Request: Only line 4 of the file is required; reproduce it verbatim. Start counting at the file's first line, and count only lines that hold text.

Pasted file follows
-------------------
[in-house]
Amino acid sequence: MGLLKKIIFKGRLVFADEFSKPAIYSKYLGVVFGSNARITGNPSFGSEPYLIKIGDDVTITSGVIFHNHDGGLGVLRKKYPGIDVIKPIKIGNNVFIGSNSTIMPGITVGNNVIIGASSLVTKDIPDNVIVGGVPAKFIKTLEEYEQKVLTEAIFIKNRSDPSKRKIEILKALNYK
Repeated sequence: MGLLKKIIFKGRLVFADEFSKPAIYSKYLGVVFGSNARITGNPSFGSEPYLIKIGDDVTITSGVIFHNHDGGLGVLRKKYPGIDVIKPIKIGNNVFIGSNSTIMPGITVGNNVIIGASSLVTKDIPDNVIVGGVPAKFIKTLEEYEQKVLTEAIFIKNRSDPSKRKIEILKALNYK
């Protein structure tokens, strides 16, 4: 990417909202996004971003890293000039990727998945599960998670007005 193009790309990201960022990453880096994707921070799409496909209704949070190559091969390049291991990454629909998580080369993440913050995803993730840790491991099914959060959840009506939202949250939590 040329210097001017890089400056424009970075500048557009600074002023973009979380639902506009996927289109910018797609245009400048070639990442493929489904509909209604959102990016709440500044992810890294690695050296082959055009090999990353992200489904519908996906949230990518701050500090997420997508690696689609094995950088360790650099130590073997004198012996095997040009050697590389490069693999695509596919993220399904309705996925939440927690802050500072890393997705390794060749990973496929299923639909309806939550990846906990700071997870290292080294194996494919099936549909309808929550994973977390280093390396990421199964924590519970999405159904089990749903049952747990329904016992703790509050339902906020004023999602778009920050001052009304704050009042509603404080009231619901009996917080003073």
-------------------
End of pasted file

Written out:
């Protein structure tokens, strides 16, 4: 990417909202996004971003890293000039990727998945599960998670007005 193009790309990201960022990453880096994707921070799409496909209704949070190559091969390049291991990454629909998580080369993440913050995803993730840790491991099914959060959840009506939202949250939590 040329210097001017890089400056424009970075500048557009600074002023973009979380639902506009996927289109910018797609245009400048070639990442493929489904509909209604959102990016709440500044992810890294690695050296082959055009090999990353992200489904519908996906949230990518701050500090997420997508690696689609094995950088360790650099130590073997004198012996095997040009050697590389490069693999695509596919993220399904309705996925939440927690802050500072890393997705390794060749990973496929299923639909309806939550990846906990700071997870290292080294194996494919099936549909309808929550994973977390280093390396990421199964924590519970999405159904089990749903049952747990329904016992703790509050339902906020004023999602778009920050001052009304704050009042509603404080009231619901009996917080003073």